JEMA’s new fire station for Northeast Ambulance & Fire Protection District is one of the largest fire stations in the bi-state region at 32,000 sq. ft. It has a lower level, a main level, a second level and a mezzanine level. It has 5 apparatus bays (double-deep). It also has 12 individual bunk rooms, two fire poles and a kitchen that would make Rene Redzepi jealous. There is a Storm Shelter for the community on the lower level. If that is not enough, it even has a community room with a separate entrance for the community.

The new fire station is one of busiest in the area serving 17 municipalities, 45,000 residents and making approximately 5,000 calls per year.

But there is one metric in this fire station that you can’t even see…but its the most critical. It is called the “Importance Factor”.¬†

The importance factor originated in the Uniform Building Code of 1976. The concept at that time was that the importance factor increased the design seismic forces in order to provide additional seismic resistance to prevent catastrophic collapse. The 1976 UBC assigned essential facilities an importance factor of 1.5 and assembly occupancies an importance factor of 1.25.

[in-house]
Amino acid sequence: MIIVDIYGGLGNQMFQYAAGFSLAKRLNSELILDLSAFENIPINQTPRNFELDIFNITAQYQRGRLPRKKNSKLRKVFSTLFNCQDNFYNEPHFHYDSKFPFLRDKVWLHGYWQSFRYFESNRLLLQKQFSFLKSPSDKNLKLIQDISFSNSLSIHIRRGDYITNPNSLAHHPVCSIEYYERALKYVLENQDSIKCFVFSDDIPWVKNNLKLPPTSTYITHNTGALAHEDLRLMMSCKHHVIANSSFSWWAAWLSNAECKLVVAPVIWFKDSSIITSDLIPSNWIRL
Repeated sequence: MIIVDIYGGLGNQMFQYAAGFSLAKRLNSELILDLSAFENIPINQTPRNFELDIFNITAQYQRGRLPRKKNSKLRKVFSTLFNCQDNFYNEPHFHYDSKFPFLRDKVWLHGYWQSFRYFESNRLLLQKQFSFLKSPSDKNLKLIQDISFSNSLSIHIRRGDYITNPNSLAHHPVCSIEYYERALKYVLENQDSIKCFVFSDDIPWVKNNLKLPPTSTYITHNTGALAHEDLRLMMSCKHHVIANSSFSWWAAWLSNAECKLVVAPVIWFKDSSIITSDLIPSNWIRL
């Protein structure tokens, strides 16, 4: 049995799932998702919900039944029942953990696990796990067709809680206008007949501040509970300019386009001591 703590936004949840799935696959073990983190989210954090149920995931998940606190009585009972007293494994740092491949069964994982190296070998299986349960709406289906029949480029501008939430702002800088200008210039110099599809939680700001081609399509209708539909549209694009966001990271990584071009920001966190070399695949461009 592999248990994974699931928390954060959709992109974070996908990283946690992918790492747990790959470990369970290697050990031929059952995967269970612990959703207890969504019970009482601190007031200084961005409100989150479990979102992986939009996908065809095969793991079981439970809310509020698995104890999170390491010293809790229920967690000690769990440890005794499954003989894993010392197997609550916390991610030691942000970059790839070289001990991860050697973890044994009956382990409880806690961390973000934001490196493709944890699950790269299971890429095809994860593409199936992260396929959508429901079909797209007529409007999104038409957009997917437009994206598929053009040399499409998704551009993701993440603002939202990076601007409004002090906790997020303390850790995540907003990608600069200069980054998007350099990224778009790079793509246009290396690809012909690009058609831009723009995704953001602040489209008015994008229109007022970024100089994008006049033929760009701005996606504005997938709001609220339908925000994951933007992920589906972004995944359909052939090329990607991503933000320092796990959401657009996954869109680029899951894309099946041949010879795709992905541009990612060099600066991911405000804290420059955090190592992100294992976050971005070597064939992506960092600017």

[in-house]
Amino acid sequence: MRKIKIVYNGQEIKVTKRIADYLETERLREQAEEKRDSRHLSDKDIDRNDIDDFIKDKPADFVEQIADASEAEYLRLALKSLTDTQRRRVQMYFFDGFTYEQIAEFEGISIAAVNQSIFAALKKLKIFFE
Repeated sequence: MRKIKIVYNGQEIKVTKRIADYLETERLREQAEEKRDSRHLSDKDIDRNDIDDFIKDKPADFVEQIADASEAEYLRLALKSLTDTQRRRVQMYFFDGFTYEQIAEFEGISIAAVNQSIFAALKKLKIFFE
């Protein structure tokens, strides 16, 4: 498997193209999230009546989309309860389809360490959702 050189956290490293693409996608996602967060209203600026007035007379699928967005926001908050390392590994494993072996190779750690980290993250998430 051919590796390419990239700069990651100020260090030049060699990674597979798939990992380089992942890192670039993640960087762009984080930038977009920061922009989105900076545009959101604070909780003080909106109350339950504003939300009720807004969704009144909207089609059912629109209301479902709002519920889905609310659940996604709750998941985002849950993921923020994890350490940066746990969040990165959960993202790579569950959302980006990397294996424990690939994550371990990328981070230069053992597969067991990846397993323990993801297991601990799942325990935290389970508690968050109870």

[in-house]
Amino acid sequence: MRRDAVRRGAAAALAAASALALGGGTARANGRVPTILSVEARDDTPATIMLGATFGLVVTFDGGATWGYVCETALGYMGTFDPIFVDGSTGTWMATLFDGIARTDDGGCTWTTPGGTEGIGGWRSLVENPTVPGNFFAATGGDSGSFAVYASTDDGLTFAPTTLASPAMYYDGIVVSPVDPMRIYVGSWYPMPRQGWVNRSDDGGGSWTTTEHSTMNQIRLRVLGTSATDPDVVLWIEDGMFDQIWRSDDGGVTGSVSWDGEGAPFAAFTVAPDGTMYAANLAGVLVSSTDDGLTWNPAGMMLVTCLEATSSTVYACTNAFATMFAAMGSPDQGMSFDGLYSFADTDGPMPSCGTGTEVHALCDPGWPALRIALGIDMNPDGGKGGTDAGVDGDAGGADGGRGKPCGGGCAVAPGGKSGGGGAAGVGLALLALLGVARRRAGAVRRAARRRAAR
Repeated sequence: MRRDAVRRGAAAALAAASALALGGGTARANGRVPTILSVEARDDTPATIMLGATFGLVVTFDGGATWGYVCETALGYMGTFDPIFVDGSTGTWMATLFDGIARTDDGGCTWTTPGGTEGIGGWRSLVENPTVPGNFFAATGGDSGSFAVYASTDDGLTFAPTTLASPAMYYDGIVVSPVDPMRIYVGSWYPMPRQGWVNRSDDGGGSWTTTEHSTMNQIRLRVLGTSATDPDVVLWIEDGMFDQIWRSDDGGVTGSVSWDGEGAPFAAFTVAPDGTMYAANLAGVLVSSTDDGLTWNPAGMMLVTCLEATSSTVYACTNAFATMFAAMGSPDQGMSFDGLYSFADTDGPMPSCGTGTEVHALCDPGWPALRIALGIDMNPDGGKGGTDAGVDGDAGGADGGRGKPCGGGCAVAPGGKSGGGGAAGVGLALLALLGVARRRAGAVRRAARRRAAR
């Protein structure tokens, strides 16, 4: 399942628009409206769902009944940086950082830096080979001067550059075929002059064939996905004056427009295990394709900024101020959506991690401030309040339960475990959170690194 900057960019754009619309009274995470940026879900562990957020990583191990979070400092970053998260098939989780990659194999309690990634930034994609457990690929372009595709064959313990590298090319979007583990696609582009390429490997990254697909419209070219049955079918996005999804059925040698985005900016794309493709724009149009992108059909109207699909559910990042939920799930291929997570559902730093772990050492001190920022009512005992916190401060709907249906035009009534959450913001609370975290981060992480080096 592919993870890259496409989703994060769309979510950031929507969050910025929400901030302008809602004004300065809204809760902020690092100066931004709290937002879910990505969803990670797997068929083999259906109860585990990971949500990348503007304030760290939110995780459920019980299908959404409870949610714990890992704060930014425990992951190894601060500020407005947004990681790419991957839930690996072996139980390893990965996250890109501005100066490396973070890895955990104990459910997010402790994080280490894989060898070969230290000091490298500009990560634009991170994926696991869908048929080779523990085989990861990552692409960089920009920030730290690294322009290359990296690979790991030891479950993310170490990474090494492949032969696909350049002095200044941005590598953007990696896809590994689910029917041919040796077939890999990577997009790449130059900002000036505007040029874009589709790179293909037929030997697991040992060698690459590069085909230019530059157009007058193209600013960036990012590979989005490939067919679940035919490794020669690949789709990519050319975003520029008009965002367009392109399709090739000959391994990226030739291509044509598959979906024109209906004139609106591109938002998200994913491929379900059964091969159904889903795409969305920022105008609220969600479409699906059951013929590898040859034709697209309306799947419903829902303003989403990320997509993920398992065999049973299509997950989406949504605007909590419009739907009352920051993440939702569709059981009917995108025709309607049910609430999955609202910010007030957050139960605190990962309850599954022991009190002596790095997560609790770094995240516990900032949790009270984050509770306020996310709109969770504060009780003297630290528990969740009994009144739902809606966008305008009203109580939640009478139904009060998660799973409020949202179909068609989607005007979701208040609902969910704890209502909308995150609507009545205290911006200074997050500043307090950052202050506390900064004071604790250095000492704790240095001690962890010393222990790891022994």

Another way to look at it, importance factors greater than 1.0 have the effect of reducing the inelastic behavior of a building, which in turn reduces the potential for damage. Over time, the importance factor made its way into snow and wind load design as well.

Essential facilities are classified as Category IV buildings; these buildings include fire, rescue, ambulance, police stations, emergency shelters and hospitals and other health care facilities where surgery and/or emergency treatment is available. Basically, all buildings critical for emergencies, natural disasters and protection are classified as Category IV.

Although you can’t see it from a casual inspection or visit, essential facilities are different from every other building. Indeed they are essential and critical and therefore, more “important”.